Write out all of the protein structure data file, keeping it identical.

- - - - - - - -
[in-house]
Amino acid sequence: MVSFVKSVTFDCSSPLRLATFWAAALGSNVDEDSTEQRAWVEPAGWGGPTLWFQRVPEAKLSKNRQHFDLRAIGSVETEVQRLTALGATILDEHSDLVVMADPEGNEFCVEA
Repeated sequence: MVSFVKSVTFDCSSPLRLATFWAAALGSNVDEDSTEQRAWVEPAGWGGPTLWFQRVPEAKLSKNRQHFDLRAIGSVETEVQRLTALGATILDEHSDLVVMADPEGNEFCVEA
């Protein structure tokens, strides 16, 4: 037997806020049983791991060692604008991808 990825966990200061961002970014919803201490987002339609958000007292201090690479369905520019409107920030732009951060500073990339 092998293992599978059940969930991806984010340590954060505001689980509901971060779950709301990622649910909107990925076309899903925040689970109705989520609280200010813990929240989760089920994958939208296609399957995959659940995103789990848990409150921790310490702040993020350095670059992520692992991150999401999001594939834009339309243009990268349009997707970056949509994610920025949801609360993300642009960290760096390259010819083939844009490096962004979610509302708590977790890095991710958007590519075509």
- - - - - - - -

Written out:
[in-house]
Amino acid sequence: MVSFVKSVTFDCSSPLRLATFWAAALGSNVDEDSTEQRAWVEPAGWGGPTLWFQRVPEAKLSKNRQHFDLRAIGSVETEVQRLTALGATILDEHSDLVVMADPEGNEFCVEA
Repeated sequence: MVSFVKSVTFDCSSPLRLATFWAAALGSNVDEDSTEQRAWVEPAGWGGPTLWFQRVPEAKLSKNRQHFDLRAIGSVETEVQRLTALGATILDEHSDLVVMADPEGNEFCVEA
């Protein structure tokens, strides 16, 4: 037997806020049983791991060692604008991808 990825966990200061961002970014919803201490987002339609958000007292201090690479369905520019409107920030732009951060500073990339 092998293992599978059940969930991806984010340590954060505001689980509901971060779950709301990622649910909107990925076309899903925040689970109705989520609280200010813990929240989760089920994958939208296609399957995959659940995103789990848990409150921790310490702040993020350095670059992520692992991150999401999001594939834009339309243009990268349009997707970056949509994610920025949801609360993300642009960290760096390259010819083939844009490096962004979610509302708590977790890095991710958007590519075509």